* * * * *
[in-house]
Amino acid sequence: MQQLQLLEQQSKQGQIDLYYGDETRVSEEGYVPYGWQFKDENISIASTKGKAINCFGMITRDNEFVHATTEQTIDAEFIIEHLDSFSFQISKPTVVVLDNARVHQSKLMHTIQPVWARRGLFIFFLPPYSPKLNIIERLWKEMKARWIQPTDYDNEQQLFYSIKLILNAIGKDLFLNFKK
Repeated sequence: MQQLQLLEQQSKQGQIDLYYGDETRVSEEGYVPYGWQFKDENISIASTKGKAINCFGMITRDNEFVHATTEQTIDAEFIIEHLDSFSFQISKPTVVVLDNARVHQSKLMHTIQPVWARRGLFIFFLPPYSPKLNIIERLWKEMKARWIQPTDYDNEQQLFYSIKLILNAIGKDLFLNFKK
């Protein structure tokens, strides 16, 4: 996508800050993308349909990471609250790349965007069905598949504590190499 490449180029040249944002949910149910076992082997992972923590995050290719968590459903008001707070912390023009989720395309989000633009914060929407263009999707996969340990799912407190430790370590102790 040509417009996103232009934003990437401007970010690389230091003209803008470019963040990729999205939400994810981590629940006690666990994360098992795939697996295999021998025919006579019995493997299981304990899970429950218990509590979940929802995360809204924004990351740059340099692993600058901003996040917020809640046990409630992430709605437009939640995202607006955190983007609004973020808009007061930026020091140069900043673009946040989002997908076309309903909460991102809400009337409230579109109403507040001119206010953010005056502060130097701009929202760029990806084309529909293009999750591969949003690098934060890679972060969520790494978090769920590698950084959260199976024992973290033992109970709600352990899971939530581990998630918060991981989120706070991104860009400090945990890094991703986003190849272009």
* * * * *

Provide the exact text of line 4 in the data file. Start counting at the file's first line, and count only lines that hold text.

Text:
């Protein structure tokens, strides 16, 4: 996508800050993308349909990471609250790349965007069905598949504590190499 490449180029040249944002949910149910076992082997992972923590995050290719968590459903008001707070912390023009989720395309989000633009914060929407263009999707996969340990799912407190430790370590102790 040509417009996103232009934003990437401007970010690389230091003209803008470019963040990729999205939400994810981590629940006690666990994360098992795939697996295999021998025919006579019995493997299981304990899970429950218990509590979940929802995360809204924004990351740059340099692993600058901003996040917020809640046990409630992430709605437009939640995202607006955190983007609004973020808009007061930026020091140069900043673009946040989002997908076309309903909460991102809400009337409230579109109403507040001119206010953010005056502060130097701009929202760029990806084309529909293009999750591969949003690098934060890679972060969520790494978090769920590698950084959260199976024992973290033992109970709600352990899971939530581990998630918060991981989120706070991104860009400090945990890094991703986003190849272009």